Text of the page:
Tuesday 8 November 2011

What did Charles Williams bring to The Inklings?


Charles Williams very clearly had an important role in the Inklings.

Someone of his stature and personality cannot fail to have influenced the other members of this group in frequent meetings, and indeed the work of Tolkien and Lewis underwent changes from around the time of Williams participation.

How can the nature of these changes be characterized?


The change relates to Unseen Warfare - the insight that Life is a battle between Good and Evil, a struggle: a matter of choices and temptations; one path leads up towards Heaven, the other down towards damnation.

Tolkien and Lewis were naturally aware of Unseen Warfare as a human reality - but Charles Williams very explicitly lived Unseen Warfare, analyzed it, spoke and wrote of it continually.


Unseen Warfare (the title comes from a classic of Christian mysticism) was C.W's big subject, especially in his novels, especially in his best novels: Place of the Lion, Descent into Hell and All Hallows Eve.

Tolkien and Lewis began to write fiction more seriously from 1936, shortly afterwards Lewis and Williams began to correspond and meet, and from late 1939 Williams was present in Oxford and regularly participating in social events and meetings.

I suggest that C.W. likely brought Unseen Warfare into focus for Lewis and Tolkien as the main thing in Life and potentially the main thing in story - and thereby provided a deep narrative purpose for the fictions of Lewis and Tolkien.


The topic of Unseen Warfare is so dominant in Lewis (yet so unusual a topic) that it is somehow easy to miss: Perelandra and That Hideous Strength are novels of UW and so are the Chronicles of Narnia: the Screwtape Letters is perhaps the most successful work about UW ever published.

In Tolkien, Unseen Warfare was present in The Hobbit, especially moments like the struggle of courage when Bilbo first approaches Smaug through the tunnel in the Lonely Mountain: there is on the one hand the right thing to do, and there is also the temptation of cowardice and dishonesty.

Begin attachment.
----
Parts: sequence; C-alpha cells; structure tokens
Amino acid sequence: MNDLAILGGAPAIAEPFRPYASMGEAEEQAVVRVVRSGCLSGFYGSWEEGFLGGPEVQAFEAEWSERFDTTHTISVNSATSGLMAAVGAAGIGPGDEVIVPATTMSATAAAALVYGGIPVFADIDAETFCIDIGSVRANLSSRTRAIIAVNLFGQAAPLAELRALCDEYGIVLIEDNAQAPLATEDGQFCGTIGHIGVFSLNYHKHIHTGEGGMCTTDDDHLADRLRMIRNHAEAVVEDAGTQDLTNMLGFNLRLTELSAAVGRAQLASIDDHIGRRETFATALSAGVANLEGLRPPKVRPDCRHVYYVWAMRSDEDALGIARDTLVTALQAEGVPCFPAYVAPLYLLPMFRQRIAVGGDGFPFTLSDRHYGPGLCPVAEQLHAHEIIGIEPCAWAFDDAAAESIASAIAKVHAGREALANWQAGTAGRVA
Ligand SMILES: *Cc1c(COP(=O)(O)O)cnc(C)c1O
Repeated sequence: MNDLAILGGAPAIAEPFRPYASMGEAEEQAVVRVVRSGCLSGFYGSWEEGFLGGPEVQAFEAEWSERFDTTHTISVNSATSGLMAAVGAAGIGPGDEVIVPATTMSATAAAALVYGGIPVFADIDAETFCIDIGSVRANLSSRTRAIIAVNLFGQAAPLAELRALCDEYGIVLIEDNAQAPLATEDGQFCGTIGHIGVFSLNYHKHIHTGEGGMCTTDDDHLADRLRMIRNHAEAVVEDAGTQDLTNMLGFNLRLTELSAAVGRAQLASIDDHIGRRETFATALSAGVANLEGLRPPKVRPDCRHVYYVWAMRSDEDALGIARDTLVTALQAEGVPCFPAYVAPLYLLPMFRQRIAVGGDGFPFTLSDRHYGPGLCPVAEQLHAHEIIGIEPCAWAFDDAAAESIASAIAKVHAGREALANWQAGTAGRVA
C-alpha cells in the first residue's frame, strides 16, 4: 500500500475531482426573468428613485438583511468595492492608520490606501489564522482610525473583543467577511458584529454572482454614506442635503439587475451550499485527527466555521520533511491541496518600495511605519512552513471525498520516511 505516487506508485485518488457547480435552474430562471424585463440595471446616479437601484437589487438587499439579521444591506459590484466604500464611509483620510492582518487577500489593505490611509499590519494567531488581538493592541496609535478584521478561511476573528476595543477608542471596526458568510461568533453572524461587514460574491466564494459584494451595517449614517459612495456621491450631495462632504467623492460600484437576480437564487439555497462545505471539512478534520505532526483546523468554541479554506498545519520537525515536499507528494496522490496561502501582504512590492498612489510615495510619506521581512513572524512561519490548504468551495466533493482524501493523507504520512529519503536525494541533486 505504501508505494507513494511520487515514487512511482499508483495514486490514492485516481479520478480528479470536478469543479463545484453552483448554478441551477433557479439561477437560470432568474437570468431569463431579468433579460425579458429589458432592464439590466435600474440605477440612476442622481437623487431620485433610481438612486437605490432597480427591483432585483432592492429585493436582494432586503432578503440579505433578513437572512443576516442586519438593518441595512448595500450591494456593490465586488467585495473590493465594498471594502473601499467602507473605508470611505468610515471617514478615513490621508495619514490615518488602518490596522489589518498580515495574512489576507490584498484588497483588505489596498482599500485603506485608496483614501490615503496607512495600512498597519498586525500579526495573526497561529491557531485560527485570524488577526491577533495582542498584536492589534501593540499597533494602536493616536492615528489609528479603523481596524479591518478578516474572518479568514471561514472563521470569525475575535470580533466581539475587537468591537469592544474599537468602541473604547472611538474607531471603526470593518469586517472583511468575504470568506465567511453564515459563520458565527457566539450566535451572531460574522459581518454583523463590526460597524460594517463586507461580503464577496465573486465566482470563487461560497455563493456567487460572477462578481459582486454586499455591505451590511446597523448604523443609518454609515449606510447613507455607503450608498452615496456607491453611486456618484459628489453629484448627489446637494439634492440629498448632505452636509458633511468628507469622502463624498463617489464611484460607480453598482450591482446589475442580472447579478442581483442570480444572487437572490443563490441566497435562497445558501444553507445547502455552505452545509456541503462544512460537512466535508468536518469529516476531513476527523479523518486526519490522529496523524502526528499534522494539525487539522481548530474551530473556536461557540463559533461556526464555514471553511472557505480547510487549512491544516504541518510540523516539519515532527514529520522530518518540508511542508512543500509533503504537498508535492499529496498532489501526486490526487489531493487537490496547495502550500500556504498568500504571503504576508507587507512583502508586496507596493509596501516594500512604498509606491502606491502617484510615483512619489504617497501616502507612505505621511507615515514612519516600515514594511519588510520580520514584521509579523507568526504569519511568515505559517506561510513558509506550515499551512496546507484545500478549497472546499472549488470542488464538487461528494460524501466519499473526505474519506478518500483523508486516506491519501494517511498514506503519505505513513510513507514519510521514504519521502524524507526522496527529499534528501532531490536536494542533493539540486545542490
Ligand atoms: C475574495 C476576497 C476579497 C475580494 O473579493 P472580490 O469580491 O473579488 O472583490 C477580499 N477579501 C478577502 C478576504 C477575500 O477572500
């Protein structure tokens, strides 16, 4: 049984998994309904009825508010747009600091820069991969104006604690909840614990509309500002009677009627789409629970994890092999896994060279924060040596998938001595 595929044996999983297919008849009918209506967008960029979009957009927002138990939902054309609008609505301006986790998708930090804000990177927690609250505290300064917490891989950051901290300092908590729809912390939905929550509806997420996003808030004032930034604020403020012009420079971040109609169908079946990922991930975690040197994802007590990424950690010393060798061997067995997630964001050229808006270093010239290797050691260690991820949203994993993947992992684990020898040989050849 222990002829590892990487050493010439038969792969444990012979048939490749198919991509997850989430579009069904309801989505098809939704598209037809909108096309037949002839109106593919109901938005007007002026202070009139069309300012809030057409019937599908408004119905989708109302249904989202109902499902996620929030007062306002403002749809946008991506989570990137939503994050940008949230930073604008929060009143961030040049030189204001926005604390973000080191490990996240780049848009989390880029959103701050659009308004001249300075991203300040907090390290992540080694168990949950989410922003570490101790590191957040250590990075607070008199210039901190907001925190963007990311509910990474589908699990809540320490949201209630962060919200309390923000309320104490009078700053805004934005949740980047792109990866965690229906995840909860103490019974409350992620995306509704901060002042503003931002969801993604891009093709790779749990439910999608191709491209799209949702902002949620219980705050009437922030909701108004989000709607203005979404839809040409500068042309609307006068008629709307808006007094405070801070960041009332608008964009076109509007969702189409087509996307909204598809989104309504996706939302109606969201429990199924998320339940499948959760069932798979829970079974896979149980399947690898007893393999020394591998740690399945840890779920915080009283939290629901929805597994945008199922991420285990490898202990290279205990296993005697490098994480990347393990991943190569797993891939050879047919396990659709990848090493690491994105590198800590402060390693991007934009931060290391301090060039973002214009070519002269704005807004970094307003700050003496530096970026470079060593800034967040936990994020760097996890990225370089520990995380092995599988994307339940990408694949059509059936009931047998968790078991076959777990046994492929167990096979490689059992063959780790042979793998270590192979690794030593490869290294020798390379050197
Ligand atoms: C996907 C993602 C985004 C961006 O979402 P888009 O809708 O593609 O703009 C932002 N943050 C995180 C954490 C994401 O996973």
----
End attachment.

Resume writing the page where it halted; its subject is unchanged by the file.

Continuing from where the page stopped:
But UW expands to take a focal place in the story of The Lord of the Rings, with the major characters of the quest wrestling with their inner demons throughout.

LotR is essentially about Unseen Warfare, the sanctification and ennoblement of the heroes - especially the Hobbit protagonists but also Aragorn, Gandalf, Galadriel; and the failure and damnation of the villains (Saruman, Boromir+, Gollum, Denethor).

UW is not an incidental component of Lord of the Rings but the main thing.


Unseen Warfare - which Williams perhaps, arguably saw more clearly and lived more intensely than anyone of his era in England, therefore provided a major underlying narrative dynamic for Lewis and Tolkien's narratives.


The Inklings, by which I mean essentially Tolkien and Lewis with the others role being that of support and stimulus, had a great underlying purpose - which was to restore myth to modern man.

They wanted to restore modern man by re-connecting with myth - modern man who who was languishing in a literalistic and lifeless world of 'history'.

But which myth specifically? Because this was not a post-modern, eclectic, Jungian concern with myth as therapy and a tool for self-development: the Inklings concern with myth was salvific and Christian.


In a general sense, Lewis and Tolkien saw the world in terms of the 'Platonic' schema of Life versus Reality - that behind the growth decay and change of Life was an eternal, timeless, unchanging world of Reality.

Williams shared this, but was more explicit about it - The Place of the Lion is explicitly about a breakthrough of Platonic archetypes into the modern world.

But analytic elements such as the contrast between Life and Reality, or Platonic  forms, are static and are not conducive to the telling of a story - for philosophy to generate stories there must be an individual who negotiates a path through Life; a path with Reality - truth, beauty and virtue - on one side; and on the other side the various temptations of the World such as vice, power, pride, despair...

This is a vision of life as Unseen Warfare - with the proper business of life being about these choices.


In sum, the Inklings already saw myth in broadly Platonic terms before the C.W. connection, their aim was to connect with myth, but the perspective of Unseen Warfare - coming into sharp focus in the person and works of Williams - joined up this general project with specific stories.

Unseen Warfare was a way in which philosophy could be brought alive in narrative; and which also implicitly Christianized that narrative in a manner that was pervasive and yet unobtrusive.


As such, Unseen Warfare need not be Christian, but for Williams it was - yet implicitly in the stories.

Williams novels are all about Christian Unseen Warfare, yet don't focus on explicit Christian theology and indeed contain surprisingly little reference to Christianity.

The same applies to Lewis and even more to Tolkien.

Unseen Warfare is built-in; specific Christian themes of Love and Humility are there, and also a great deal of Natural Law virtue - including heroic pagan virtues such as courage and loyalty, and the transcendental unity of virtue with beauty and truth - of wickedness with lies and the destruction of beauty.